MicroMacro: Crime City
Publisher: Edition Spielweise (distributed by Pegasus Spiele)
Release Date: January 2020
MSRP: $29.99
Designers: Johannes Sich
Number of Players: 1 or more
Playing Time: 15 – 45 minutes per case
Product #: 59060E
Age Rating: 8 and up
ICv2 Rating: 4 Stars out of 5

Finding the clues to solve a mystery can feel a little bit like looking for a needle in a haystack.  But in MicroMacro: Crime City, it’s more like finding a needle in a needle-stack.  In this whodunit-meets-Where’s Waldo, players try to identify clues on an enormous poster-map blanketed with details—including more than 16 complete cases blended together.

Summary: You need a big table to play MicroMacro: Crime City: Opening up the board is like unfolding a pre-GPS road map, complete with accordion-fold, measuring about 45 inches by 30 inches.  Then you’re confronted by a richly-detailed black and white illustration of a "typical" urban area populated by an uncountable number of tiny people going about their lives: working, dining, attending concerts and art gallery openings… and committing crimes.

Solving those crimes is the goal of the game, ranging from the relatively innocuous theft of a top hat to murder most foul, all illustrated in a surprisingly cheerful, cartoony way considering the gruesome subject matter.  The crimes themselves are not depicted, but clues to solving them are, cleverly designed to show multiple moments going backward in time.  This allows the players to "follow" the path of the victim (and perpetrator) as they travel across the city, revealing hints as they go along.

The game comes with 16 cases, each presented as a small deck of 5-12 cards.  The first card sets the scene and introduces the victim, then the players are off to find the crime scene hidden in the map.  The rest of the deck helps guide the “investigators” forward and backward in time as they try to locate each appearance of their victim and suspects hidden in the busy activity of the city.  (The rules even offer a greater challenge for those who wish one, as you can play using only the first card from a case and refer to the rest of the deck only if you get stuck.)  Cases are helpfully rated from 1 to 5 stars in terms of difficulty, and the rules hint that there are even more secrets hidden to be revealed later.

Originality: Cooperative mystery and puzzle-solving games are very popular right now, be they "escape rooms" or crime-solving, mostly built around a series of riddles and mental challenges.  But few of them are built exclusively on observation skills and old-fashioned deductive reasoning.  MicroMacro: Crime City challenges the players ability to identify tiny details and link the dots together in a chain of events.  Fortunately, they include a surprisingly-useful magnifier for those of us whose eyes are not as young as they used to be.

Presentation:  My main issue with the presentation of the game is the very narrow color palette used on the box:  only black, white, and red plus a couple logos.  In fairness, everything inside the box is black and white, so in a way the box is honesty in advertising, but I worry that it will be too easy for customers to overlook on a busy game store shelf.

I do have to give kudos to whoever had the brilliant idea of putting a sample mini-mystery right on the box, though!  Hidden in the illustration is the mystery of the murdered burger vender, giving would-be players a neat way to experience what the game offers before buying.  The descriptions and product details are well-conceived and nicely presented, and the box is only slightly larger than it needs to be to hold everything.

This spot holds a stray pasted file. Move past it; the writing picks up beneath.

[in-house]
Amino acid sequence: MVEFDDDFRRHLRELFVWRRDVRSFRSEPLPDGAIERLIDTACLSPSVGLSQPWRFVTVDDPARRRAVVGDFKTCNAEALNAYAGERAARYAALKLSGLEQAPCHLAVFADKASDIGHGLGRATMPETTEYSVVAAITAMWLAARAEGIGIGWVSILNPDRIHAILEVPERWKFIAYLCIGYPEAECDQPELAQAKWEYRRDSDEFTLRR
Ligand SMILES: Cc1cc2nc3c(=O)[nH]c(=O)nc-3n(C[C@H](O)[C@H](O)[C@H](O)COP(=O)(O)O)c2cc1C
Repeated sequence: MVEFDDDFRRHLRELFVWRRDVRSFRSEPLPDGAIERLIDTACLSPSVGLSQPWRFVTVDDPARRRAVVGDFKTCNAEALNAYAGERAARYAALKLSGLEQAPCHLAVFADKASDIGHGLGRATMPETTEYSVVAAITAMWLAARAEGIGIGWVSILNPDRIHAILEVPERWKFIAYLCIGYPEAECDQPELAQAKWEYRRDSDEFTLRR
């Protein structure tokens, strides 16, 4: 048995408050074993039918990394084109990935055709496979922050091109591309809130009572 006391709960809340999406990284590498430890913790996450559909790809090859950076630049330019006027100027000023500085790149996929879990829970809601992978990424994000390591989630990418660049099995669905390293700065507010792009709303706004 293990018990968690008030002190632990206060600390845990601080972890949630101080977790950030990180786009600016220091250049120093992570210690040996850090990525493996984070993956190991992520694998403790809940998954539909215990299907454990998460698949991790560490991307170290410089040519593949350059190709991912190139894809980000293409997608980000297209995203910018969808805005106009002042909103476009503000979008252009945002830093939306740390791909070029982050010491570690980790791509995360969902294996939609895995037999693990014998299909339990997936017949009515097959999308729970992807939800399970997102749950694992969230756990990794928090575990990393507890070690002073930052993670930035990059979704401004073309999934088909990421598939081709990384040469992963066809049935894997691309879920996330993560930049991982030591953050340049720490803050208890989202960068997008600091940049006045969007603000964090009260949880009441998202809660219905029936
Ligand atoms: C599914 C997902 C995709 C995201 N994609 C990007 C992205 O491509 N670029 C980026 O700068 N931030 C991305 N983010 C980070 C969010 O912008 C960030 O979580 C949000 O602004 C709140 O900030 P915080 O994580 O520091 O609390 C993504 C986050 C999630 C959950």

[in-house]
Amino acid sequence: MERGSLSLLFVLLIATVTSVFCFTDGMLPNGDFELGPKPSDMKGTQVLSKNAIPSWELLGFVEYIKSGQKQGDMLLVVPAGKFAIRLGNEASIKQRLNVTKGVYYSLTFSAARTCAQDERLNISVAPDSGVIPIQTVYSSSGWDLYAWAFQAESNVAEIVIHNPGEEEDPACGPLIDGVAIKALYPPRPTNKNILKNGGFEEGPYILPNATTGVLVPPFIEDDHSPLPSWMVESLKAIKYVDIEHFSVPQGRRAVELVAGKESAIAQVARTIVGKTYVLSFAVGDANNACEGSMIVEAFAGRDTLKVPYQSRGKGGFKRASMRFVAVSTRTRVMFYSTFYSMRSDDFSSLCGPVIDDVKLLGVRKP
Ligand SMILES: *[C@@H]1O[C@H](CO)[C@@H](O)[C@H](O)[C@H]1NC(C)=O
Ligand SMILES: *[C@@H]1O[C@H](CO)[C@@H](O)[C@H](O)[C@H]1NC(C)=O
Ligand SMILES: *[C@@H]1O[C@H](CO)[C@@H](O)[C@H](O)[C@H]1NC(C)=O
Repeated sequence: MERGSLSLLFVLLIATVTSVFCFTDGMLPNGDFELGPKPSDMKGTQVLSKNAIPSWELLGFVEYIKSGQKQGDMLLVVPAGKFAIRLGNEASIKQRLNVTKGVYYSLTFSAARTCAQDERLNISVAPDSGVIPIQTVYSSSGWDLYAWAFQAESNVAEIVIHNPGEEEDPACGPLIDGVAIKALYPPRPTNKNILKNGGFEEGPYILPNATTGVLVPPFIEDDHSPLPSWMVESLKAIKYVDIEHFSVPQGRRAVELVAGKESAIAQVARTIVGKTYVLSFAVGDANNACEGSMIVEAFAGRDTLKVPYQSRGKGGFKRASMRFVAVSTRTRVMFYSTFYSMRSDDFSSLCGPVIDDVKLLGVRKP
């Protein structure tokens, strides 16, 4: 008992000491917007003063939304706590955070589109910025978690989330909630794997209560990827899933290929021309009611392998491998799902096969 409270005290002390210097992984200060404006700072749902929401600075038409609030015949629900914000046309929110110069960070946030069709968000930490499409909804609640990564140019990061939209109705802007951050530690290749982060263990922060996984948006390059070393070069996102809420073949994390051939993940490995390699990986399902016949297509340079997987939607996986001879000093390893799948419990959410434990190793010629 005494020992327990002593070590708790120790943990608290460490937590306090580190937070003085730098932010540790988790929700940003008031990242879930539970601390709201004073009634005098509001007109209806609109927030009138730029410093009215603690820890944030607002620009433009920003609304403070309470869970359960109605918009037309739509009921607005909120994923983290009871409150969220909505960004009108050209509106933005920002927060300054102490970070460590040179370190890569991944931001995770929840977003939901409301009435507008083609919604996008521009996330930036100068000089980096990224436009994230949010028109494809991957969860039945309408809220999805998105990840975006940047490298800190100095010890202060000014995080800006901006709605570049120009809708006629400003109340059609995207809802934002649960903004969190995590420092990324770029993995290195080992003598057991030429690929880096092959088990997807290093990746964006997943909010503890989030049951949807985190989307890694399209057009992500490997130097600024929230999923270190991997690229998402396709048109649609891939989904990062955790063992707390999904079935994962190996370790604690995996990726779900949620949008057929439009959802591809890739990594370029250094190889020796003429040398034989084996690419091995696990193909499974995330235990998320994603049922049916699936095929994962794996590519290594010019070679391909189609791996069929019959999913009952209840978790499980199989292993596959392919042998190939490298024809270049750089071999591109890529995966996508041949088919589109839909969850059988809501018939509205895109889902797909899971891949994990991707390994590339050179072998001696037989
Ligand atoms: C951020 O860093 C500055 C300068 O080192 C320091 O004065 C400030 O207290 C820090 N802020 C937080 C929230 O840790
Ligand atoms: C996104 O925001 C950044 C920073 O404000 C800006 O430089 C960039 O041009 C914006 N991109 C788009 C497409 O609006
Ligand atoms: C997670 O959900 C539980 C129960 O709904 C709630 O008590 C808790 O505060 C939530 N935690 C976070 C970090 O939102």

Quality: At first I was concerned about the nature of the playing-map, as it really is the same as an old-style road map:  I was concerned that it would tear too easily.  But since it isn’t "handled" during play, it does not seem to be an issue, and it could be wall-mounted if desired.  The cards are nice quality, and each case is supplied with a little translucent envelope for easy sorting and storage.  The rules, minimal as they are, are well written and easy to follow, and players can get up to speed very quickly.  However, I wish that the publisher had tossed in a dozen colored clear tiddly-winks in the box to mark clues, rather than recommending that players find their own tokens for the purpose.

Marketability: It could be argued that MicroMacro: Crime City is not really a game at all.  It is more of a puzzle.  It’s fully cooperative, though players could "race" to find clues, I suppose.  For people looking for a competitive or “game like” experience, there is little here to draw them in.  But cooperative puzzle games are popular, and this one offers a somewhat different version of that experience that should be attractive to that crowd.

Overall: The thing that surprised me most about MicroMacro: Crime City was how much fun we had playing it.  I’ve always been a fan of "hidden picture search" activities, true, but it was neat being able to follow the various characters through their day, and the illustrations have little bits of humor tucked away to discover during the cases.  It’s remarkable how the artist was able to present so many different storylines in a single picture without them getting in the way of one another.  The playing time is good, with satisfying play that doesn’t overstay its welcome.

It might have been nice if the map was in color instead of black and white, but I’m not convinced if that would make the mysteries easier or harder.  Besides, with the popularity of coloring books these days, it can double as a coloring activity once the mysteries have been solved (or even while solving them!).  As much as I enjoyed playing it though, I worry that the appeal of this kind of activity may not be broad enough for MicroMacro: Crime City to become a big hit.  And that’s why I’m giving this game 4 out of 5.

--William Neibling